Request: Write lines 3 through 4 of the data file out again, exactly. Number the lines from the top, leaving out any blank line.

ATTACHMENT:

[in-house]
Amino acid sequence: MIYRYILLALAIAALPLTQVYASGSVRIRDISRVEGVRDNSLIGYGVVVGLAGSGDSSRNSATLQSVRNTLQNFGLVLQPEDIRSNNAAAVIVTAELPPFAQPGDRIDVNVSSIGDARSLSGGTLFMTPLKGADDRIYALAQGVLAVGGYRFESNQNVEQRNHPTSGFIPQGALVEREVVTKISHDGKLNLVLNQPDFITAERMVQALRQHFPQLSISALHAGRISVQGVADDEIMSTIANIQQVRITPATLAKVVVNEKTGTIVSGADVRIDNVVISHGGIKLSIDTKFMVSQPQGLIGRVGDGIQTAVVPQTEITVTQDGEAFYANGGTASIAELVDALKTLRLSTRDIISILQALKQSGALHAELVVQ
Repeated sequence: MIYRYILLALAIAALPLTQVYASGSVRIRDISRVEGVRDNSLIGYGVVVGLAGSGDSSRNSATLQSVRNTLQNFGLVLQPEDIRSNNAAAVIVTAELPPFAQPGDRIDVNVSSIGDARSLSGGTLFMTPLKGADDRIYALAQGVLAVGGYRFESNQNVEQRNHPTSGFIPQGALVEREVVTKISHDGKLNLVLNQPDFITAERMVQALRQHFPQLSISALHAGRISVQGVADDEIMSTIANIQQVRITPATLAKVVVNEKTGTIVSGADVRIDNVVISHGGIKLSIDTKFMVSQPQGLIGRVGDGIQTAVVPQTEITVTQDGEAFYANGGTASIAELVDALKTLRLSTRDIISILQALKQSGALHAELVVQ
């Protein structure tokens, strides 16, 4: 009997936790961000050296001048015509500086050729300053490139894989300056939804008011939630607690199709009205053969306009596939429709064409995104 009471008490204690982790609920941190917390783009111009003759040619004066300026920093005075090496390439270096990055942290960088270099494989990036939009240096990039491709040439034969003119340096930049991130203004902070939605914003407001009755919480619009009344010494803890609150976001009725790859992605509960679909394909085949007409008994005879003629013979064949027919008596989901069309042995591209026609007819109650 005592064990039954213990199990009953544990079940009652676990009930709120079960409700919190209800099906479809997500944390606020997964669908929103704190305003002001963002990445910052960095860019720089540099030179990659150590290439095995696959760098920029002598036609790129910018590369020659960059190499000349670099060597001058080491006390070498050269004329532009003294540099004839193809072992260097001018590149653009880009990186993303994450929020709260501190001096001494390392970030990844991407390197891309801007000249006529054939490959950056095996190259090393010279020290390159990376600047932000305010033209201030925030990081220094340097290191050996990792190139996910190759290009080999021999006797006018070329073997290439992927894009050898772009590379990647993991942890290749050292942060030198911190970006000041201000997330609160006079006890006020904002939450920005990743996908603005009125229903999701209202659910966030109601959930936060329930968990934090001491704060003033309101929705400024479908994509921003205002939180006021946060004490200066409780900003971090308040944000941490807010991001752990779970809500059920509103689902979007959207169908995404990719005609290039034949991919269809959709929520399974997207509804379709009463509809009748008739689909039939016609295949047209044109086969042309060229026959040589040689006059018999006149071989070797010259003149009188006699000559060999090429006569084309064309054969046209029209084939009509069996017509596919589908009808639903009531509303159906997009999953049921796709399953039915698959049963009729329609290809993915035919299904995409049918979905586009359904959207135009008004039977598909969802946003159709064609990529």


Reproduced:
Repeated sequence: MIYRYILLALAIAALPLTQVYASGSVRIRDISRVEGVRDNSLIGYGVVVGLAGSGDSSRNSATLQSVRNTLQNFGLVLQPEDIRSNNAAAVIVTAELPPFAQPGDRIDVNVSSIGDARSLSGGTLFMTPLKGADDRIYALAQGVLAVGGYRFESNQNVEQRNHPTSGFIPQGALVEREVVTKISHDGKLNLVLNQPDFITAERMVQALRQHFPQLSISALHAGRISVQGVADDEIMSTIANIQQVRITPATLAKVVVNEKTGTIVSGADVRIDNVVISHGGIKLSIDTKFMVSQPQGLIGRVGDGIQTAVVPQTEITVTQDGEAFYANGGTASIAELVDALKTLRLSTRDIISILQALKQSGALHAELVVQ
């Protein structure tokens, strides 16, 4: 009997936790961000050296001048015509500086050729300053490139894989300056939804008011939630607690199709009205053969306009596939429709064409995104 009471008490204690982790609920941190917390783009111009003759040619004066300026920093005075090496390439270096990055942290960088270099494989990036939009240096990039491709040439034969003119340096930049991130203004902070939605914003407001009755919480619009009344010494803890609150976001009725790859992605509960679909394909085949007409008994005879003629013979064949027919008596989901069309042995591209026609007819109650 005592064990039954213990199990009953544990079940009652676990009930709120079960409700919190209800099906479809997500944390606020997964669908929103704190305003002001963002990445910052960095860019720089540099030179990659150590290439095995696959760098920029002598036609790129910018590369020659960059190499000349670099060597001058080491006390070498050269004329532009003294540099004839193809072992260097001018590149653009880009990186993303994450929020709260501190001096001494390392970030990844991407390197891309801007000249006529054939490959950056095996190259090393010279020290390159990376600047932000305010033209201030925030990081220094340097290191050996990792190139996910190759290009080999021999006797006018070329073997290439992927894009050898772009590379990647993991942890290749050292942060030198911190970006000041201000997330609160006079006890006020904002939450920005990743996908603005009125229903999701209202659910966030109601959930936060329930968990934090001491704060003033309101929705400024479908994509921003205002939180006021946060004490200066409780900003971090308040944000941490807010991001752990779970809500059920509103689902979007959207169908995404990719005609290039034949991919269809959709929520399974997207509804379709009463509809009748008739689909039939016609295949047209044109086969042309060229026959040589040689006059018999006149071989070797010259003149009188006699000559060999090429006569084309064309054969046209029209084939009509069996017509596919589908009808639903009531509303159906997009999953049921796709399953039915698959049963009729329609290809993915035919299904995409049918979905586009359904959207135009008004039977598909969802946003159709064609990529």